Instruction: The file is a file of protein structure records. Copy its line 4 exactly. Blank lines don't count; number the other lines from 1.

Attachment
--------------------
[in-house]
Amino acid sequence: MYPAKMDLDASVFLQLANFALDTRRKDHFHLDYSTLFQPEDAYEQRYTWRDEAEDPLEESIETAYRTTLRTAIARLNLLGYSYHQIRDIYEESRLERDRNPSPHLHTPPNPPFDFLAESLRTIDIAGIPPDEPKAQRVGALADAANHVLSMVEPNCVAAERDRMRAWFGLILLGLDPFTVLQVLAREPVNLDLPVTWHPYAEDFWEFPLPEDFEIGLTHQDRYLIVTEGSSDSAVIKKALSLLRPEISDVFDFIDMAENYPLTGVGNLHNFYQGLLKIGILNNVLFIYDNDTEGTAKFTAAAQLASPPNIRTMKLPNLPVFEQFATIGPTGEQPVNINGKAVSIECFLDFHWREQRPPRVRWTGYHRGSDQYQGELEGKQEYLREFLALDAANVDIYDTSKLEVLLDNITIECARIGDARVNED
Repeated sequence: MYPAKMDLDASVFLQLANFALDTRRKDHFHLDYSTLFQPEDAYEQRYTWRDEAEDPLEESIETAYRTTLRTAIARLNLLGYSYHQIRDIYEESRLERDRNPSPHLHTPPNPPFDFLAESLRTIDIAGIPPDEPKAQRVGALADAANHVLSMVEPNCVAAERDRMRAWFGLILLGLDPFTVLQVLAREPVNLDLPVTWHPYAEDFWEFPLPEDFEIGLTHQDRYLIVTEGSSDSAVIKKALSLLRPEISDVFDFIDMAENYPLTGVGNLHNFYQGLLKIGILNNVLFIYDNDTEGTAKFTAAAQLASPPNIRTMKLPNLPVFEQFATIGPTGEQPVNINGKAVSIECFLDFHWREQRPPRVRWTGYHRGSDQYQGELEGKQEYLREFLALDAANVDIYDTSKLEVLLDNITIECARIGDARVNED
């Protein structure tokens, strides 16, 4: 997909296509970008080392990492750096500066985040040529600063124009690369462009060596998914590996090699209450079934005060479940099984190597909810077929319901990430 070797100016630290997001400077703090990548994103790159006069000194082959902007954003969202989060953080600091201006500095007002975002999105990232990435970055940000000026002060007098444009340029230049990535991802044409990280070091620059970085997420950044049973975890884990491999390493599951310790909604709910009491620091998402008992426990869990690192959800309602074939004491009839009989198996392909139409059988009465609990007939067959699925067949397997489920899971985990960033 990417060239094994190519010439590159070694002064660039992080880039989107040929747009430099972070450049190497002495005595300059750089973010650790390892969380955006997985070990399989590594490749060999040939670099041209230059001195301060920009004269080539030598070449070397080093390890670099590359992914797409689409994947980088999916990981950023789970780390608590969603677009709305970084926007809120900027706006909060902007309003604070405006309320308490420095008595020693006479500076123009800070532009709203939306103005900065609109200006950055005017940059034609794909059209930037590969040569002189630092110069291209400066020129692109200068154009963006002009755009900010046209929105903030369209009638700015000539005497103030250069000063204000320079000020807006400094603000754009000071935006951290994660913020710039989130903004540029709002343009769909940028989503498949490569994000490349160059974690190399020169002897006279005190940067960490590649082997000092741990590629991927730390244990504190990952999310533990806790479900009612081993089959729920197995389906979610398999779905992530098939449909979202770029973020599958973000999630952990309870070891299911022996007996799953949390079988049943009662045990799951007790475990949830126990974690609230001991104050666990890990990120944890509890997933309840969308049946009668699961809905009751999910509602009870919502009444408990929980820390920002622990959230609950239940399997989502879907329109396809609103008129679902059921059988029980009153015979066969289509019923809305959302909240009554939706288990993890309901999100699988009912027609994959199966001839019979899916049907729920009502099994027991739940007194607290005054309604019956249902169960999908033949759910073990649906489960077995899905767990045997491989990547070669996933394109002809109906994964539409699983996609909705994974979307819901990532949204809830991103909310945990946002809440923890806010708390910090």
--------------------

């Protein structure tokens, strides 16, 4: 997909296509970008080392990492750096500066985040040529600063124009690369462009060596998914590996090699209450079934005060479940099984190597909810077929319901990430 070797100016630290997001400077703090990548994103790159006069000194082959902007954003969202989060953080600091201006500095007002975002999105990232990435970055940000000026002060007098444009340029230049990535991802044409990280070091620059970085997420950044049973975890884990491999390493599951310790909604709910009491620091998402008992426990869990690192959800309602074939004491009839009989198996392909139409059988009465609990007939067959699925067949397997489920899971985990960033 990417060239094994190519010439590159070694002064660039992080880039989107040929747009430099972070450049190497002495005595300059750089973010650790390892969380955006997985070990399989590594490749060999040939670099041209230059001195301060920009004269080539030598070449070397080093390890670099590359992914797409689409994947980088999916990981950023789970780390608590969603677009709305970084926007809120900027706006909060902007309003604070405006309320308490420095008595020693006479500076123009800070532009709203939306103005900065609109200006950055005017940059034609794909059209930037590969040569002189630092110069291209400066020129692109200068154009963006002009755009900010046209929105903030369209009638700015000539005497103030250069000063204000320079000020807006400094603000754009000071935006951290994660913020710039989130903004540029709002343009769909940028989503498949490569994000490349160059974690190399020169002897006279005190940067960490590649082997000092741990590629991927730390244990504190990952999310533990806790479900009612081993089959729920197995389906979610398999779905992530098939449909979202770029973020599958973000999630952990309870070891299911022996007996799953949390079988049943009662045990799951007790475990949830126990974690609230001991104050666990890990990120944890509890997933309840969308049946009668699961809905009751999910509602009870919502009444408990929980820390920002622990959230609950239940399997989502879907329109396809609103008129679902059921059988029980009153015979066969289509019923809305959302909240009554939706288990993890309901999100699988009912027609994959199966001839019979899916049907729920009502099994027991739940007194607290005054309604019956249902169960999908033949759910073990649906489960077995899905767990045997491989990547070669996933394109002809109906994964539409699983996609909705994974979307819901990532949204809830991103909310945990946002809440923890806010708390910090």